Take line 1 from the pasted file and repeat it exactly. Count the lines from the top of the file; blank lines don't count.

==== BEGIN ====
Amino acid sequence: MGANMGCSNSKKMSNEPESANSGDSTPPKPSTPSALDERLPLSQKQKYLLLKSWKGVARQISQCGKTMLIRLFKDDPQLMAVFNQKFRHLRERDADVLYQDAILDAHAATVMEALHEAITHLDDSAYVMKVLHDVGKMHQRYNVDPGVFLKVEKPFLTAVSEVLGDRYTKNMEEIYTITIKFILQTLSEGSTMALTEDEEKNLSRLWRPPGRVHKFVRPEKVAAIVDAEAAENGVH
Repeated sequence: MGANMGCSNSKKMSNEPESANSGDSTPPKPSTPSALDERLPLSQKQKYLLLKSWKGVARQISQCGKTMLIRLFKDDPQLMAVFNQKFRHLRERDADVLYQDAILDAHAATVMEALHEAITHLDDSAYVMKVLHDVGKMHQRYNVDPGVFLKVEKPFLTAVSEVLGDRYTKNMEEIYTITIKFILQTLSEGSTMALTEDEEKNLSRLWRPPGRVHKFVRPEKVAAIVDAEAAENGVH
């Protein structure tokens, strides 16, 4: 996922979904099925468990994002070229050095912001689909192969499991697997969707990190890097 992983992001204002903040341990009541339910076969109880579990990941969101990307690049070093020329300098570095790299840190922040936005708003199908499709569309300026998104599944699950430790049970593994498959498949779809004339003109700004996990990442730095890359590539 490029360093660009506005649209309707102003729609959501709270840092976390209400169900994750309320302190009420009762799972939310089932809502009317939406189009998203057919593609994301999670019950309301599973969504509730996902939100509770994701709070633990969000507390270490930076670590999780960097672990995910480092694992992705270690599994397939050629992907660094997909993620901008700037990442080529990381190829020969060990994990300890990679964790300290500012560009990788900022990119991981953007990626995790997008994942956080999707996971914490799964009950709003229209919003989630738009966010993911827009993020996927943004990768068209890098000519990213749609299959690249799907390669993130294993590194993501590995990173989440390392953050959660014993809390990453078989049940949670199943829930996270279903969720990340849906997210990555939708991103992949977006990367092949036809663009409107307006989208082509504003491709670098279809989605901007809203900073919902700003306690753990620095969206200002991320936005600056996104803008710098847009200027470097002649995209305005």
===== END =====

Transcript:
Amino acid sequence: MGANMGCSNSKKMSNEPESANSGDSTPPKPSTPSALDERLPLSQKQKYLLLKSWKGVARQISQCGKTMLIRLFKDDPQLMAVFNQKFRHLRERDADVLYQDAILDAHAATVMEALHEAITHLDDSAYVMKVLHDVGKMHQRYNVDPGVFLKVEKPFLTAVSEVLGDRYTKNMEEIYTITIKFILQTLSEGSTMALTEDEEKNLSRLWRPPGRVHKFVRPEKVAAIVDAEAAENGVH